Review: Happiest Season
December 7, 2020
With the world’s future shrouded in a state of deep perplexity and the untold, a vast assemblage of actors come together in this pleasant film to demonstrate the great value of being honest to oneself and others. Happiest Season explores the consequences of withholding the truth in a moving yet warmhearted way and is bound to move many an audience.
Directed by actress and filmmaker Clea Duvall and released on Hulu Nov. 25, the movie’s central plot revolves around a young lesbian pair consisting of Abby Holland (Twilight star Kristen Stewart) and Harper Caldwell (Mackenzie Davis). The duo travels to Harper’s childhood home for the holidays, where Abby believes people register them as an out-and-proud happy couple.
Not long into the film, though, Harper reveals that she had not yet come out to her conservative parents–her mayoral candidate father, Ted Caldwell (Victor Garber), and perfectionist mother, Tipper Caldwell (Mary Steenburgen). In turn, the couple develops an impromptu scheme in which Abby is Harper’s orphan roommate who has no one else to spend the holidays with–and of course, both of them are straight.
However, upon arriving at the Caldwell family residence, Harper soon gets caught up in a childish rivalry with her sisters, Sloane (Alison Brie) and Jane (Mary Holland), and an unexpected resurgence in a relationship with her ex-boyfriend Connor (Jake McDorman). Facing detachment yet wanting to help Harper come out, Abby turns to her gay best friend, John (Schitt’s Creek star Dan Levy), and Harper’s childhood ex-girlfriend, Riley Johnson (Aubrey Plaza).
While the film did incorporate the clichéd theme of not coming out, viewers will find that Happiest Season stresses its message in an original and influential way. Like a piece of wrapped candy, the film places its sweet treat of a lesson at its core and adorns it with a colorful, cheerful, and festive wrapper. Unlike any other LGBTQ-promoting movie, it appeals to all types of audiences through its diverse palette of characters and humorous, romantic nature.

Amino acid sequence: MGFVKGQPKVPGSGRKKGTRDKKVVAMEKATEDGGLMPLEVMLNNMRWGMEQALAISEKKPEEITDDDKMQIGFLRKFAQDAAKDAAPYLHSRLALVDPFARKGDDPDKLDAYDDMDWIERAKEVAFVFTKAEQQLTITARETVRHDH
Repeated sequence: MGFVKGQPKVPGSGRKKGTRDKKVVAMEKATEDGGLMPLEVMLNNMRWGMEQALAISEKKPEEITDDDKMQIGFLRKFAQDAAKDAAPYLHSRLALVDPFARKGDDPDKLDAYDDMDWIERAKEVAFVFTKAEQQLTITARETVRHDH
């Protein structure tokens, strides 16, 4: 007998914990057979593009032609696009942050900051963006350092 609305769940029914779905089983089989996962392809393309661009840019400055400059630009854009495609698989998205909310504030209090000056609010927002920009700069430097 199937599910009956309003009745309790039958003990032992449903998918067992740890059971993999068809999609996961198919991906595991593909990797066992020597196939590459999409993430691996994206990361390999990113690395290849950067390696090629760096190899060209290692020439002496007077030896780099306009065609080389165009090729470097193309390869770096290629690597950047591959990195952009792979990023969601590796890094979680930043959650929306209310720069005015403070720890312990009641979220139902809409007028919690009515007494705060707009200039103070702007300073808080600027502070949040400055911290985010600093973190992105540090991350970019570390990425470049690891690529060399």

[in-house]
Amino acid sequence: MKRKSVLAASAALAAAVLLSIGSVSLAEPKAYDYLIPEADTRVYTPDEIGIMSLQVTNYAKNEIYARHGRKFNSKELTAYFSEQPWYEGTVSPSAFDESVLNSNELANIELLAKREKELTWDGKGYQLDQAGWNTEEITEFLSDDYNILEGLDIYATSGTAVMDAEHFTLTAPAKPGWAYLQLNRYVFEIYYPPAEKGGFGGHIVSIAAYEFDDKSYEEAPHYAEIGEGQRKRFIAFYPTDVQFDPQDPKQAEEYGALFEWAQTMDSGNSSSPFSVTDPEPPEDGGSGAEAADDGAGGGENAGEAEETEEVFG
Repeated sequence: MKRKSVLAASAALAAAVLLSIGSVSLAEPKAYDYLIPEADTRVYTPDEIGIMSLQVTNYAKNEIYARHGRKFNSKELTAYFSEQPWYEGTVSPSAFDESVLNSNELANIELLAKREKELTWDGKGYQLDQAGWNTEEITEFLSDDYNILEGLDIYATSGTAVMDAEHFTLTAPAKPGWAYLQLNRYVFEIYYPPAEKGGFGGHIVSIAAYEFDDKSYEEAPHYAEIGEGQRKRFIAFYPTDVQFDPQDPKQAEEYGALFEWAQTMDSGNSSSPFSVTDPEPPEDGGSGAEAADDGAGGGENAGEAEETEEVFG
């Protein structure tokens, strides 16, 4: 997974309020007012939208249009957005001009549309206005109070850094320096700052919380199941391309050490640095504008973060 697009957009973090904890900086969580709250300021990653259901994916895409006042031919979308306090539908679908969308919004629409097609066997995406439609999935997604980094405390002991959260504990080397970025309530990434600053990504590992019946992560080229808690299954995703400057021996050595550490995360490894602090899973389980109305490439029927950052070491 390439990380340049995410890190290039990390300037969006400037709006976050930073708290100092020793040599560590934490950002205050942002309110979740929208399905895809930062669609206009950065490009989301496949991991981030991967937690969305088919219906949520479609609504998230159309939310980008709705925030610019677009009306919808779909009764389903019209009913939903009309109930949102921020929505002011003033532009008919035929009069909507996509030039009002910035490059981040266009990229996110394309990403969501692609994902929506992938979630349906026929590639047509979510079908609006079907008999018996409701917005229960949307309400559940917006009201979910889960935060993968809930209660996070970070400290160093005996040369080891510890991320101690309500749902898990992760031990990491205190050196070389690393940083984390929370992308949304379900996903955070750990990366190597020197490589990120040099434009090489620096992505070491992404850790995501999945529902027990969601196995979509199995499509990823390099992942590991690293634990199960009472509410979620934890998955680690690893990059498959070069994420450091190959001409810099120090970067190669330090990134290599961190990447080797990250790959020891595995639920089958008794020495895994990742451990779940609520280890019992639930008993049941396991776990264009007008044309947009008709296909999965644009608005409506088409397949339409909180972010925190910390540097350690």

Happiest Season also individualizes itself by including illustrative features and scenes. One clear example of this is when Abby, trying to sneak to Harper’s room at night, hides in a hallway closet as Tipper approaches. Ultimately, she discovers Abby there and questions, “What are you doing in the closet?” The scene will make audiences laugh both on comical and symbolic grounds.
Another unique feature of this movie is how it presents a handful of cast members who have come out as gay in real life, making their characters more realistic and bold. Such actors even seem to tell some of their own stories about coming out and silently encourage others who are gay to do the same. For instance, toward the end of the film, John talks to Abby about his painful experience coming out and the reactions that followed. Yet, having revealed the truth, one can see how content and proud he seemed to feel throughout the film.
Besides its emotional and sentimental aspect, Happiest Season also exhibits an immense level of humorous detail that will leave audiences smiling. One can especially notice this in the juvenile relationship between Harper and her sisters. The trio competes against one another for favoritism at the hands of their parents by continually striving to impress them, acting childish. Viewers will instantly recognize the similarity of certain scenes to films like Daddy’s Home and Instant Family.
While Happiest Season narrates a remarkable tale and expresses compelling themes, it will also touch and move anyone who watches it. Whether a fan of romantic comedies, a supporter of the LGBTQ community or merely someone seeking motivation amid the world’s bleak times, the film will undoubtedly kick off the holiday season as the “happiest season” of the year.